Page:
Newspaper article St Louis Post-Dispatch (MO)

National's Buyout Shakes Foundation of Family Dreams

Newspaper article St Louis Post-Dispatch (MO)

National's Buyout Shakes Foundation of Family Dreams

Article excerpt

IN A MODEST three-bedroom house in a suburb just outside St. Louis, a mother and father recently gave their children some startling news.

We may be moving soon, they said. We may have to give up a lot of things, they said.

Some of these sacrifices would be immediate. One of the children was planning on going on a Girl Scout-sponsored trip to Disney World. Those plans would be canceled.

Some of the sacrifices fell into the potential range. One of the children is a cheerleader. We may have to reconsider the costs of uniforms and shoes, the parents said.

The children, of course, were devastated. But so were the parents.

It is very difficult to explain to your children that you are in danger of falling out of the middle class.

The father of this family works for National Super Markets Inc.

If the Federal Trade Commission allows Schnuck Markets Inc. to buy National, the father will be out of a job. He may, however, be hired by Schnucks. Schnucks has indicated that it will hire half of the National employees.

Of course, even if he is hired, he will have lost his seniority, and there is a chance, if not a likelihood, that the new job will be part time. That would mean not only a cut in pay, it would mean the loss of benefits.

Or maybe things will work out just fine.

The bottom line is, he doesn't know. After years of hard work and loyalty, this man faces absolute uncertainty.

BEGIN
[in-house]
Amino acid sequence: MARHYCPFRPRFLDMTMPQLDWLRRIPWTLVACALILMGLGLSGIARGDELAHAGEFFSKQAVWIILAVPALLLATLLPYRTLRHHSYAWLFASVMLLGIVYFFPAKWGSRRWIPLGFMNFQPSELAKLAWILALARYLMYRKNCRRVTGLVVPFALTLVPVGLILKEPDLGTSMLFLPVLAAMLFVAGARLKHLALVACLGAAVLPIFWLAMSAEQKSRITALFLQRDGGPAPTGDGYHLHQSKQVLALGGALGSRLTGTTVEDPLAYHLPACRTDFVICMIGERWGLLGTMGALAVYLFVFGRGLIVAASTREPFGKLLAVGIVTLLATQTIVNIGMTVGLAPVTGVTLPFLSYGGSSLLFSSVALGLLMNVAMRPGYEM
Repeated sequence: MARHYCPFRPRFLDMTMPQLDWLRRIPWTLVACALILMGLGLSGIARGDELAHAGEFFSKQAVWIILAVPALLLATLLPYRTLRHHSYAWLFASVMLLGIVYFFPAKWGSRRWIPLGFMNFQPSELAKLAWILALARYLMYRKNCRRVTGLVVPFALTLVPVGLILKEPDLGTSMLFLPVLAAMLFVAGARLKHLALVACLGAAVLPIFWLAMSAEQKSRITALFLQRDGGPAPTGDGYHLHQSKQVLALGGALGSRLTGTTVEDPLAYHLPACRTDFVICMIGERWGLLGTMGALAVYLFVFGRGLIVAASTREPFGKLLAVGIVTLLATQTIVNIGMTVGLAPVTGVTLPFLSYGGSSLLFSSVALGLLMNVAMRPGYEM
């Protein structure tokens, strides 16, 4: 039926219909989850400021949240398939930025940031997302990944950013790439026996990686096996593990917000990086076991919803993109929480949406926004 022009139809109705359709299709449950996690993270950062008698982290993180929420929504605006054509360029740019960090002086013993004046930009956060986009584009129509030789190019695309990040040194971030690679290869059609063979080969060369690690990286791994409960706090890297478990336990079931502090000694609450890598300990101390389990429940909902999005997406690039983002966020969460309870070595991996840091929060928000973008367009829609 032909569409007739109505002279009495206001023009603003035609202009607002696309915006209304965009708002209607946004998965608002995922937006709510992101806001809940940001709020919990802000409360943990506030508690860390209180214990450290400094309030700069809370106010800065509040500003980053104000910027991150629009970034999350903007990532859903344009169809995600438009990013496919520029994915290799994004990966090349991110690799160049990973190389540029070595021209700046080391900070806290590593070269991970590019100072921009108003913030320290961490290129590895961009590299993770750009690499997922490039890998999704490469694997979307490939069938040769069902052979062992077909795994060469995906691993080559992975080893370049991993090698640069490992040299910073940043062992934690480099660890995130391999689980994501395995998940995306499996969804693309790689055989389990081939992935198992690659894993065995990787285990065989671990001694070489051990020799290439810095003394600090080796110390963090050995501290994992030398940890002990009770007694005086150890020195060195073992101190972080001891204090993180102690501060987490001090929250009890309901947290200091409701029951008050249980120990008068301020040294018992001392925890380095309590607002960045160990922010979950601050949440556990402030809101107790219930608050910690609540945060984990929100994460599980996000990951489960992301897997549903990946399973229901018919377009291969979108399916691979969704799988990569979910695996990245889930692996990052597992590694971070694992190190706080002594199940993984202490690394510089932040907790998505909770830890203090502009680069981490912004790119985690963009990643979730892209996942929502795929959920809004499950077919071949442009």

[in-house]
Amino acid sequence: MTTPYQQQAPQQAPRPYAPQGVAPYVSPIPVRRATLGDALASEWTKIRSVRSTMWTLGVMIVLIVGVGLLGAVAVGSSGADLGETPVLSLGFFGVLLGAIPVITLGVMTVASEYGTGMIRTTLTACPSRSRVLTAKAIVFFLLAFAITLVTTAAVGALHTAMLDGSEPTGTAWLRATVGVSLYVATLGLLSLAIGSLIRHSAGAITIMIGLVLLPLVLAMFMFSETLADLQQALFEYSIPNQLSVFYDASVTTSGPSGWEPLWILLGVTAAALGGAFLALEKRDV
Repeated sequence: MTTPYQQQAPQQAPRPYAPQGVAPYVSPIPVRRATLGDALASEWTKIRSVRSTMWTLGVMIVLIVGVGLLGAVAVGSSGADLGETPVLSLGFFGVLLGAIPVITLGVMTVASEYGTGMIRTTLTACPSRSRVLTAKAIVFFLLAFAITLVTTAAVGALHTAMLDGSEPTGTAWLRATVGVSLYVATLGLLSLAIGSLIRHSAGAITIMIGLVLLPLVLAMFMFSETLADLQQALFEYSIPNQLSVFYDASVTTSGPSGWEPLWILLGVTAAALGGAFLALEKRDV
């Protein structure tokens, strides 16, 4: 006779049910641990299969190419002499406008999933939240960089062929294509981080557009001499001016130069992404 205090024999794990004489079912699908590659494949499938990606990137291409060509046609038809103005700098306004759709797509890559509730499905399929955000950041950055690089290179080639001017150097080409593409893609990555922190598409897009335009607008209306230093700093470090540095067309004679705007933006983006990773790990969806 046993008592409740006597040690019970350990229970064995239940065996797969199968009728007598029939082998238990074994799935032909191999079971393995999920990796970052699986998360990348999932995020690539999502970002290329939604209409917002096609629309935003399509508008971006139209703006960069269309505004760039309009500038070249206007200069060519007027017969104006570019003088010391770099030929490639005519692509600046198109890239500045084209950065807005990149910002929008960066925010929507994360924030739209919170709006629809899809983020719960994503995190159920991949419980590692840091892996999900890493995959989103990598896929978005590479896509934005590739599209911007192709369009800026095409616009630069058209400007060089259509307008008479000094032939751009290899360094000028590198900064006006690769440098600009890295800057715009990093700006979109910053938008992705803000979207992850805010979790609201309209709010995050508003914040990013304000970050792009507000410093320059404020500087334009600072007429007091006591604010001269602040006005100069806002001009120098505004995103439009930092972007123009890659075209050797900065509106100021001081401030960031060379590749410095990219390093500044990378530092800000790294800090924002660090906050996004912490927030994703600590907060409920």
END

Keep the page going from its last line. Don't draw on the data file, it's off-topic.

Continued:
I visited him last week.

He asked me not to use his name or mention the location of the store where he works. He is afraid that if he were identified, the people at Schnucks might hold it against him.

When I stopped by, there were a couple of small children at the house. They were not his children. His wife baby-sits.

The man is 40ish. He has worked at National for more than 15 years. He is a department head. A large grocery store is divided into a number of departments - deli, bakery, frozen food, bulk food, produce, dairy, flower shop, video and meat. He earns more than $12 an hour, and works at least 40 hours a week.

In other words, he makes about $25,000 a year.

With his wife's day-care income, he gets by. It is a typical middle-class story, though. They live paycheck to paycheck.

He got into the grocery business by happenstance. He had a high school diploma and was working at a dead-end job when his landlord, who worked for a grocery store, asked him if he were interested in switching jobs. …

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